The Two Pattersons

title page of The Other Side of Evolution

There is nothing particularly odd, I suppose, about the fact that opposition to evolution sometimes runs in families. Henry M. Morris, the father of modern creation science, was also the father of John D. Morris and Henry M. Morris III, president emeritus and chief executive officer, respectively, of the Institute for Creation Research. The flamboyant young-earth creationist Kent Hovind of Creation Science Evangelism is the father of Eric Hovind of Creation Today. The young-earth creationist and “intelligent design” promoter Paul Nelson of the Discovery Institute’s Center for Science and Culture is the grandson of Byron C. Nelson, a young-earth creationist of the Scopes era. Along with the young-earth creationist Ken Ham, Answers in Genesis also reportedly employs a whole crowd of his relatives and in-laws. Doubtless there are further examples. As I say, there is nothing particularly odd, or discreditable for that matter, about it. So perhaps I shouldn’t have been surprised by the two Pattersons.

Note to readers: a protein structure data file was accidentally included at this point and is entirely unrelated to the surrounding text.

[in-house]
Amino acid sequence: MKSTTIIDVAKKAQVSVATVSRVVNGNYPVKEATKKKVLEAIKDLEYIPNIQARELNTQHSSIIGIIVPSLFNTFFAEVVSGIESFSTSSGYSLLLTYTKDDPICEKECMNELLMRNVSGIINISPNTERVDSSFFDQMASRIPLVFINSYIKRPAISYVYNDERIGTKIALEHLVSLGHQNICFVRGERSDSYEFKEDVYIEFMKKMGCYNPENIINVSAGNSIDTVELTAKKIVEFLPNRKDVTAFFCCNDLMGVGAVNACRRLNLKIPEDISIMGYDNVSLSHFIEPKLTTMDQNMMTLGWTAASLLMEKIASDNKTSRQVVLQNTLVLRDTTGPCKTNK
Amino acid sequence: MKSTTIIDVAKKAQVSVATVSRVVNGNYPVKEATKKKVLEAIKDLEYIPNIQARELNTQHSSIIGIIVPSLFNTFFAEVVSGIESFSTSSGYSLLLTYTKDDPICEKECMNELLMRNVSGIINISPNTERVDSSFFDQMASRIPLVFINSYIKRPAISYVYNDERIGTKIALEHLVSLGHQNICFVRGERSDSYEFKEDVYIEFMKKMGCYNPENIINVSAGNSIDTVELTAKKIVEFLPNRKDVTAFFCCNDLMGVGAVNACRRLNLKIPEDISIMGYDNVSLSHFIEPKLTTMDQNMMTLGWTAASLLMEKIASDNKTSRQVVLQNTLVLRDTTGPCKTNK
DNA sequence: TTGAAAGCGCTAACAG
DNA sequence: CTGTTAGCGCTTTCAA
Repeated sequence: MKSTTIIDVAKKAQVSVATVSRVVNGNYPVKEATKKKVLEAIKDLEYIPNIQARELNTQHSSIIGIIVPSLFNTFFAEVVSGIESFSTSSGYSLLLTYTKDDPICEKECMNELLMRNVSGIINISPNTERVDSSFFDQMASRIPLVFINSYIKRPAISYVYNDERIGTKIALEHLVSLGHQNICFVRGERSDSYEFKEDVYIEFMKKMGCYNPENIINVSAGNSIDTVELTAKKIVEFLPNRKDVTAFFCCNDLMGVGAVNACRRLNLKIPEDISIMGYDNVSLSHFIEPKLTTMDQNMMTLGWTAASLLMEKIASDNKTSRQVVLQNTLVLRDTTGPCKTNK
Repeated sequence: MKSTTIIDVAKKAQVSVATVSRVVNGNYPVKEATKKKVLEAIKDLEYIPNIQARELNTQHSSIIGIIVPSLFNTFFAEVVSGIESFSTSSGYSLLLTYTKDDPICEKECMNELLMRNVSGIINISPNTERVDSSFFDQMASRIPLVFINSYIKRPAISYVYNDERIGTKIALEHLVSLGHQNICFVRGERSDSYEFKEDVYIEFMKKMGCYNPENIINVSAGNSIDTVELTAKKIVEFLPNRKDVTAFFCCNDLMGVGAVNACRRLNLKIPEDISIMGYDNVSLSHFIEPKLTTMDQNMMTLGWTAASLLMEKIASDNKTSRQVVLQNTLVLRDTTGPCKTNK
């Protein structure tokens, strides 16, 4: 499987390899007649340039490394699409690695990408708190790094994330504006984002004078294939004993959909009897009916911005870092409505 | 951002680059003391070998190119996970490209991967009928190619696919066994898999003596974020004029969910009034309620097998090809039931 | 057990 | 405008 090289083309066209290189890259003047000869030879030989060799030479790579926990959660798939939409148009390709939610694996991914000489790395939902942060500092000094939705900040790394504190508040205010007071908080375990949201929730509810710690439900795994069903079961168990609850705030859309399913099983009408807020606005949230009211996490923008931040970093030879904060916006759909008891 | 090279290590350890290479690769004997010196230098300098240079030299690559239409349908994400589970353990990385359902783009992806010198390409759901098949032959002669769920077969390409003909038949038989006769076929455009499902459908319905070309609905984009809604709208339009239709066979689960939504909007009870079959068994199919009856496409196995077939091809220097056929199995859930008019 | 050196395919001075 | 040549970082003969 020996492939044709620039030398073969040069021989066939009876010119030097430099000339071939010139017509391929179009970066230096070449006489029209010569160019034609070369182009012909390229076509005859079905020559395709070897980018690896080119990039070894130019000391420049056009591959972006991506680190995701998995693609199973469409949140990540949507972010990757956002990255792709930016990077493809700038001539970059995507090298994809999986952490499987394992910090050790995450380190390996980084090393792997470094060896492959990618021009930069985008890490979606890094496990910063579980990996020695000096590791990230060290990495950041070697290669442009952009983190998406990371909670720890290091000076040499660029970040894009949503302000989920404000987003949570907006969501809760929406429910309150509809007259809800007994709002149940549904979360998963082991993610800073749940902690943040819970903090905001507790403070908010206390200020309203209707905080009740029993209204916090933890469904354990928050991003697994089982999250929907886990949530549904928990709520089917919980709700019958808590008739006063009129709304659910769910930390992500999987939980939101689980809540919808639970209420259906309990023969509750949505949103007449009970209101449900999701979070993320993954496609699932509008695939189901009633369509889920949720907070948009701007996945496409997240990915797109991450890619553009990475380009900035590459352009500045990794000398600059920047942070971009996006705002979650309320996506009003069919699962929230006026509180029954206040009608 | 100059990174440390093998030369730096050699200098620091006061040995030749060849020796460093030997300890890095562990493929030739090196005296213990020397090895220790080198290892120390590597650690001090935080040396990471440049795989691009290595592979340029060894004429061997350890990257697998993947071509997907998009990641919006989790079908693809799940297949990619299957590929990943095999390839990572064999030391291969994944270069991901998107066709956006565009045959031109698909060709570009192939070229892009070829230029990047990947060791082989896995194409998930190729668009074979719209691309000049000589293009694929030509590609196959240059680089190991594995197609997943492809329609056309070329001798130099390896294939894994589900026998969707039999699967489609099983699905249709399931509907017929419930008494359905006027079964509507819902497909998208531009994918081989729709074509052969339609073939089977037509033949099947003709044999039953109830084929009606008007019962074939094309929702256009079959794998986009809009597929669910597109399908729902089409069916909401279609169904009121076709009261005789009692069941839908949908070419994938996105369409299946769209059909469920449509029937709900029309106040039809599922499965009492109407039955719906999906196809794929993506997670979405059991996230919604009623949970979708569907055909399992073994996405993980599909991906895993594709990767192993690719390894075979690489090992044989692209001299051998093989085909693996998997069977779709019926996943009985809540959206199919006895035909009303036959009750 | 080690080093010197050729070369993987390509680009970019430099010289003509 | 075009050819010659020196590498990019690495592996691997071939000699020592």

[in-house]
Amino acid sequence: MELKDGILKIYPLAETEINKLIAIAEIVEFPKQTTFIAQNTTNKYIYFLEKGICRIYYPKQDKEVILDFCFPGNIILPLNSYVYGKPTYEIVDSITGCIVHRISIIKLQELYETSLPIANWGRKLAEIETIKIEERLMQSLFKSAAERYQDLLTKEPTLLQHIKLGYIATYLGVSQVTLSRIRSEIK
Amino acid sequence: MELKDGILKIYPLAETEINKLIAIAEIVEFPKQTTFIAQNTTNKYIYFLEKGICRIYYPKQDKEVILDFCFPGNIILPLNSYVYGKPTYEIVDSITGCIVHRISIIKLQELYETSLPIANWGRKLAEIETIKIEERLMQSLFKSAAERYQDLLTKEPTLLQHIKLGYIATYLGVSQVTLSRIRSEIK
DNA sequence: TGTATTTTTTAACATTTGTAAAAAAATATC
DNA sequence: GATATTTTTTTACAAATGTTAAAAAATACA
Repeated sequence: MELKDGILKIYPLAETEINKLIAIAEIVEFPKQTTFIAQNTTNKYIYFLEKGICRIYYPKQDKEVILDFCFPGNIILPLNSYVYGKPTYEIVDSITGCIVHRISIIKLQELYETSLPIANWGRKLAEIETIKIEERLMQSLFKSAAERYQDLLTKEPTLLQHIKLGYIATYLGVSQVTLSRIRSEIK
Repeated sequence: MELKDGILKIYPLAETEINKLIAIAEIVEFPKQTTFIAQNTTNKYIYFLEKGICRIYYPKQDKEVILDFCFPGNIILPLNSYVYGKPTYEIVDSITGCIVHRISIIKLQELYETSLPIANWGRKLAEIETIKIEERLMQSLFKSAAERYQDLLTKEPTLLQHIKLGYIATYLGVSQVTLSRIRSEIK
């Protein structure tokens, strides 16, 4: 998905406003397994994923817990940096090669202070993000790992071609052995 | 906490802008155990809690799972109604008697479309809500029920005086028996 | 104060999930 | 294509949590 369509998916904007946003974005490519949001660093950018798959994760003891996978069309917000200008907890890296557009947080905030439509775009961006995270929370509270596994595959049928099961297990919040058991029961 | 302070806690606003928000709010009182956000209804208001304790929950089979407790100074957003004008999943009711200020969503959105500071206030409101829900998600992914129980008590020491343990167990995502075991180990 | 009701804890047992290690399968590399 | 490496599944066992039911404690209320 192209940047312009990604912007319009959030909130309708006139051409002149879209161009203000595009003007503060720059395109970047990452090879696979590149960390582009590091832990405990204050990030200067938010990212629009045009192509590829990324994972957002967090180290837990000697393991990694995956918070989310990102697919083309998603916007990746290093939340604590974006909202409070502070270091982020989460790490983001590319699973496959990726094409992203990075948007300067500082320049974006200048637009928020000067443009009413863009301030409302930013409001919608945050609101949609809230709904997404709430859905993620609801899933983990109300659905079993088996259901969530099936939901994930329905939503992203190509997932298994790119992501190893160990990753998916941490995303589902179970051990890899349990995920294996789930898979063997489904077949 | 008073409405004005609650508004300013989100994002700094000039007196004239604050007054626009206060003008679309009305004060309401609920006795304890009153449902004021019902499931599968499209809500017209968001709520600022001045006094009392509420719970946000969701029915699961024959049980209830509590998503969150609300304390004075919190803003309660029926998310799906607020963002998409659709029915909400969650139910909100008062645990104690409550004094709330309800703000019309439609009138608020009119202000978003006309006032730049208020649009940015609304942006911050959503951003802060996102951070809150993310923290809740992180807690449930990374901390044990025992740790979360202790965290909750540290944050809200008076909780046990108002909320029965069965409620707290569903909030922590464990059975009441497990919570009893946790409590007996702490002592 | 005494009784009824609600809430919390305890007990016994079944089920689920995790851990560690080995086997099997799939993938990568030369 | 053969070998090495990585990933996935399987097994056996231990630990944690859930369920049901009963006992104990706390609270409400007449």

While I was researching “Misquoting Murchison,” in which I was trying to locate a passage attributed to the Scottish geologist Roderick Murchison—“I know as much of nature in her geologic ages as any living man, and I fearlessly say that our geologic record does not afford one syllable of evidence in support of Darwin’s theory”—I was reading through Alexander Patterson’s The Other Side of Evolution: An Examination of its Evidences (1903). Patterson appears to be the first person to quote Murchison in that way, although he originally did so not in The Other Side of Evolution but in a previous book, The Greater Life and Work of Christ: As Revealed in Scripture, Man, and Nature (1896), except with a reference to nature’s “geologic era” rather than nature’s “geologic ages.” And Patterson garbled it: what Murchison in fact wrote was “I flatter myself that I have seen as much of nature in her old moods as any living man, and I fearlessly say that our geological record does not afford one scintilla of evidence to support Darwin’s theory.”